Alcoholics Experience Withdrawal Symptoms Once Drinking Stops

Unfortunately, college students are at an increased risk of developing problems with binge drinking, which is when an excessive amount of alcohol is consumed in a short period of time. This runs the risk of all sorts of dangerous health issues, including:

  • Alcohol poisoning
  • Excessive vomiting
  • Dehydration

These can all lead to coma and possible death! At a minimum, someone who binge drinks on a routine basis is at an extremely high risk of becoming dependent on alcohol in order to function.

What Is Alcohol Dependency?

Alcohol is considered a drug, which means that you can become dependent and addicted to it. Alcoholism develops over a span of time and often starts with regular, ongoing consumption. Someone who is dependent on alcohol will have strong cravings or a desire to experience the effects of alcohol.

But over time, someone who is dependent on alcohol will have to drink more of it in order to maintain the same effects. Some have no control when they drink and find it impossible to limit themselves to just having a few.

For someone who is facing alcoholism, drinking only serves one purpose: to get drunk.

Can an Alcoholic Quit Drinking?

Everyone has the power to quit drinking and using drugs, but for many, the process of doing so is painful and simply not worthwhile.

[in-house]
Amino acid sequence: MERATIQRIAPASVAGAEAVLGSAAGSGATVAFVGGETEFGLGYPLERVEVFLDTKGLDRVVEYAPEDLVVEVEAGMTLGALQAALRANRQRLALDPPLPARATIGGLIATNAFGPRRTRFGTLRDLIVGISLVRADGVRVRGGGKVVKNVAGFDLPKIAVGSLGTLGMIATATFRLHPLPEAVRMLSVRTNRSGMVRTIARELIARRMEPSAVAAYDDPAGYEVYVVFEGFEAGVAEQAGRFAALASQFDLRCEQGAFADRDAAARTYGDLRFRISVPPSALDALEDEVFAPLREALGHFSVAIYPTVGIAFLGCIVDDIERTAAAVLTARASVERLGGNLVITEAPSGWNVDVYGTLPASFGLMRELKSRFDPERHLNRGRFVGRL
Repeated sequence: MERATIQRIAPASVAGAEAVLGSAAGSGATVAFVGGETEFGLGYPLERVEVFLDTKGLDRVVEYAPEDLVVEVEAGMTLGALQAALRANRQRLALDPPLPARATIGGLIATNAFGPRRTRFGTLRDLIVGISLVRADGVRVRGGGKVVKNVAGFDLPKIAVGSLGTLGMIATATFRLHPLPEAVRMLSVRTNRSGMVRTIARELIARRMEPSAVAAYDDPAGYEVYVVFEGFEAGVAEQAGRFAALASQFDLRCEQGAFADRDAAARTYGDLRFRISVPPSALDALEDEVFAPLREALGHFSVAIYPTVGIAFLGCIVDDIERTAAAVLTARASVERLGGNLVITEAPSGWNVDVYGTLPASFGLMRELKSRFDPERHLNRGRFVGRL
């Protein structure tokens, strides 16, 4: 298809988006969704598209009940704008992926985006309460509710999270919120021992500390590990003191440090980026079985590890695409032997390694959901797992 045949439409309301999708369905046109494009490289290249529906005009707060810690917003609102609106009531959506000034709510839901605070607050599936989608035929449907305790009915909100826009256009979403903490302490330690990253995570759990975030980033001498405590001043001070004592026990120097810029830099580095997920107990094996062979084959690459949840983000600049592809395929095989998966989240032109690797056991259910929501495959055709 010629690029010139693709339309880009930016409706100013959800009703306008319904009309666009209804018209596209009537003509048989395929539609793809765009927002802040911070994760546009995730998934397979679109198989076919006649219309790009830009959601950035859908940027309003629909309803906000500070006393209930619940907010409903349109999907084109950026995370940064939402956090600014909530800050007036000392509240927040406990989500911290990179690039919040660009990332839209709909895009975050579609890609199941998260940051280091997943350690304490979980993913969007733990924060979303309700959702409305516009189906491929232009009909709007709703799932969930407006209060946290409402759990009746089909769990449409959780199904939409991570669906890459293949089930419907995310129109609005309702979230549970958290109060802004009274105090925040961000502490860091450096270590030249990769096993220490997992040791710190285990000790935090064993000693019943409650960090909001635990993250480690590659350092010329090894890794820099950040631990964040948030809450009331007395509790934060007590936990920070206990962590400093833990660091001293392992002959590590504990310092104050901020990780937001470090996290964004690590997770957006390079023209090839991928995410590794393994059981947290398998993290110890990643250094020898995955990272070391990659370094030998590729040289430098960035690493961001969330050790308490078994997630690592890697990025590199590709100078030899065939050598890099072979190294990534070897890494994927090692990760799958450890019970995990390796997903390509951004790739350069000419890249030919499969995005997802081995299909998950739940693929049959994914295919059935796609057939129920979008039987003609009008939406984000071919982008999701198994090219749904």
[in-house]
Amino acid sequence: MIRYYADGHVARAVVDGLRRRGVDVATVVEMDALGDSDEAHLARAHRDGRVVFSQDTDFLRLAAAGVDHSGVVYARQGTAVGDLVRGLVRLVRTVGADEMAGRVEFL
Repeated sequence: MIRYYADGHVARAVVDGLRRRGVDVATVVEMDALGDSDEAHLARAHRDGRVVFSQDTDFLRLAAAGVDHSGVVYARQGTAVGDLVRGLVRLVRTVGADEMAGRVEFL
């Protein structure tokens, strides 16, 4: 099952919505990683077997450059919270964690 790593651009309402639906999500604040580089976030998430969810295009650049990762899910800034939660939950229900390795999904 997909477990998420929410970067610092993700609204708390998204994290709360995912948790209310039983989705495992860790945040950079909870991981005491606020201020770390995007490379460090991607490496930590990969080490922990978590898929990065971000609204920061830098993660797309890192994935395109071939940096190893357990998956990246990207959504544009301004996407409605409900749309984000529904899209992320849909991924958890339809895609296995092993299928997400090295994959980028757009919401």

When an alcoholic tries to drop drinking, they’re likely to experience all sorts of withdrawal symptoms. Some of the most common symptoms include:

  • Hot and cold spells
  • Panic attacks
  • Shaking
  • Delirium tremens

Because the withdrawal experience is uncomfortable and sometimes painful, many go back to alcohol as a way to regain control and to put an end to withdrawal symptoms. In turn, the cycle of dependence and addiction continues, and oftentimes, the problem gets worse.

Alcoholics will do anything and everything to ensure that they have access to alcohol. Some will prioritize drinking and alcohol over maintaining relationships with friends and family members. Others will throw away their family life, career, and education because of drinking.

Help Is Available at Yellowstone Recovery

Once you understand the fact that alcohol is a drug, the next step is making the choice to seek help. Alcoholism ruins relationships, results in poor decisions, and can have life-altering consequences for yourself and those around you.

Even though alcohol is legal and can be consumed once you reach the legal drinking age, this doesn’t mean that alcohol isn’t a drug or isn’t dangerous. If your life is controlled by alcohol and you want to regain control, the team at Yellowstone Recovery is here to help.

We offer an affordable drug rehab facility that provides effective programs and treatments that are designed to help you overcome, learn, and grow. To learn more about our alcohol rehab programs in Orange County, call Yellowstone Recovery at (888) 941-9048 today!